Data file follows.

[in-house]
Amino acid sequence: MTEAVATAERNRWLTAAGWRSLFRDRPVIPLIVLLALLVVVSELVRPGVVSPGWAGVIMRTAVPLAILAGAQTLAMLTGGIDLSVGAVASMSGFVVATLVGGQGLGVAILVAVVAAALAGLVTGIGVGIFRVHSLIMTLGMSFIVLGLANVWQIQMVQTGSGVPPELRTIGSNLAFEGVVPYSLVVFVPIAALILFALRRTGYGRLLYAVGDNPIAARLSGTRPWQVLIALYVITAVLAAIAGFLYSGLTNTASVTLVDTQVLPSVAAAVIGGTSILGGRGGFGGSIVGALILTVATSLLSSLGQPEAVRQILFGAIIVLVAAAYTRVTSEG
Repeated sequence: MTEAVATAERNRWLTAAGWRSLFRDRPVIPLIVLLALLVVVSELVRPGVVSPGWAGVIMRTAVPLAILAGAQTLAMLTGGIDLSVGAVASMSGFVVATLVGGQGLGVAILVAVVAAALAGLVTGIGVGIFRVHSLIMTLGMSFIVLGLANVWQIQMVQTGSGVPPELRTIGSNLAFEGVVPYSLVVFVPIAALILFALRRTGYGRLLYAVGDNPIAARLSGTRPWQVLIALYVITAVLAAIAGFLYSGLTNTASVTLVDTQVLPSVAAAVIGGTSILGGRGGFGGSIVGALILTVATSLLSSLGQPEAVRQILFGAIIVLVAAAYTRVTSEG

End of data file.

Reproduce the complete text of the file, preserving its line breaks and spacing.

[in-house]
Amino acid sequence: MTEAVATAERNRWLTAAGWRSLFRDRPVIPLIVLLALLVVVSELVRPGVVSPGWAGVIMRTAVPLAILAGAQTLAMLTGGIDLSVGAVASMSGFVVATLVGGQGLGVAILVAVVAAALAGLVTGIGVGIFRVHSLIMTLGMSFIVLGLANVWQIQMVQTGSGVPPELRTIGSNLAFEGVVPYSLVVFVPIAALILFALRRTGYGRLLYAVGDNPIAARLSGTRPWQVLIALYVITAVLAAIAGFLYSGLTNTASVTLVDTQVLPSVAAAVIGGTSILGGRGGFGGSIVGALILTVATSLLSSLGQPEAVRQILFGAIIVLVAAAYTRVTSEG
Repeated sequence: MTEAVATAERNRWLTAAGWRSLFRDRPVIPLIVLLALLVVVSELVRPGVVSPGWAGVIMRTAVPLAILAGAQTLAMLTGGIDLSVGAVASMSGFVVATLVGGQGLGVAILVAVVAAALAGLVTGIGVGIFRVHSLIMTLGMSFIVLGLANVWQIQMVQTGSGVPPELRTIGSNLAFEGVVPYSLVVFVPIAALILFALRRTGYGRLLYAVGDNPIAARLSGTRPWQVLIALYVITAVLAAIAGFLYSGLTNTASVTLVDTQVLPSVAAAVIGGTSILGGRGGFGGSIVGALILTVATSLLSSLGQPEAVRQILFGAIIVLVAAAYTRVTSEG